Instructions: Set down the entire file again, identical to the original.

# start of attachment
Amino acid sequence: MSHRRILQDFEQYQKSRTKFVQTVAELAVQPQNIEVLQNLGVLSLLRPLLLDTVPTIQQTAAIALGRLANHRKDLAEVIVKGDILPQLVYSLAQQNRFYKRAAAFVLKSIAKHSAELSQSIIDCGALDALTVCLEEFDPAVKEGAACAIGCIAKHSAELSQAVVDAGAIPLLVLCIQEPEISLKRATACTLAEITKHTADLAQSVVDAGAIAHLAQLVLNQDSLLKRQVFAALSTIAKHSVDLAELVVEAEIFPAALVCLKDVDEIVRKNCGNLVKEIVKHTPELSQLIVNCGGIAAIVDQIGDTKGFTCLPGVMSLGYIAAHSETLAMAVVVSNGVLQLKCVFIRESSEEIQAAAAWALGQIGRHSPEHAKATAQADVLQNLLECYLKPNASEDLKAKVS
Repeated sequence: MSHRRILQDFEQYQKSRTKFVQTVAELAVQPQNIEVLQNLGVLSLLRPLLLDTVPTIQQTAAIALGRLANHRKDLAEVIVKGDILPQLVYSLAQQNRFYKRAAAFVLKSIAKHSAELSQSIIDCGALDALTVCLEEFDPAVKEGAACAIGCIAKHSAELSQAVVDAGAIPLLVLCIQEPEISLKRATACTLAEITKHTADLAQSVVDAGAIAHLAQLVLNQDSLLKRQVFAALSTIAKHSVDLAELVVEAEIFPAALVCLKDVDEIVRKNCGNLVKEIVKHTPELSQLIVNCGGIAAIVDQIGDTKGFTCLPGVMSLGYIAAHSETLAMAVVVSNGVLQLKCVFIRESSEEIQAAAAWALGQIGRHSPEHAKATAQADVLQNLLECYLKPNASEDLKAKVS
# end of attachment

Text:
Amino acid sequence: MSHRRILQDFEQYQKSRTKFVQTVAELAVQPQNIEVLQNLGVLSLLRPLLLDTVPTIQQTAAIALGRLANHRKDLAEVIVKGDILPQLVYSLAQQNRFYKRAAAFVLKSIAKHSAELSQSIIDCGALDALTVCLEEFDPAVKEGAACAIGCIAKHSAELSQAVVDAGAIPLLVLCIQEPEISLKRATACTLAEITKHTADLAQSVVDAGAIAHLAQLVLNQDSLLKRQVFAALSTIAKHSVDLAELVVEAEIFPAALVCLKDVDEIVRKNCGNLVKEIVKHTPELSQLIVNCGGIAAIVDQIGDTKGFTCLPGVMSLGYIAAHSETLAMAVVVSNGVLQLKCVFIRESSEEIQAAAAWALGQIGRHSPEHAKATAQADVLQNLLECYLKPNASEDLKAKVS
Repeated sequence: MSHRRILQDFEQYQKSRTKFVQTVAELAVQPQNIEVLQNLGVLSLLRPLLLDTVPTIQQTAAIALGRLANHRKDLAEVIVKGDILPQLVYSLAQQNRFYKRAAAFVLKSIAKHSAELSQSIIDCGALDALTVCLEEFDPAVKEGAACAIGCIAKHSAELSQAVVDAGAIPLLVLCIQEPEISLKRATACTLAEITKHTADLAQSVVDAGAIAHLAQLVLNQDSLLKRQVFAALSTIAKHSVDLAELVVEAEIFPAALVCLKDVDEIVRKNCGNLVKEIVKHTPELSQLIVNCGGIAAIVDQIGDTKGFTCLPGVMSLGYIAAHSETLAMAVVVSNGVLQLKCVFIRESSEEIQAAAAWALGQIGRHSPEHAKATAQADVLQNLLECYLKPNASEDLKAKVS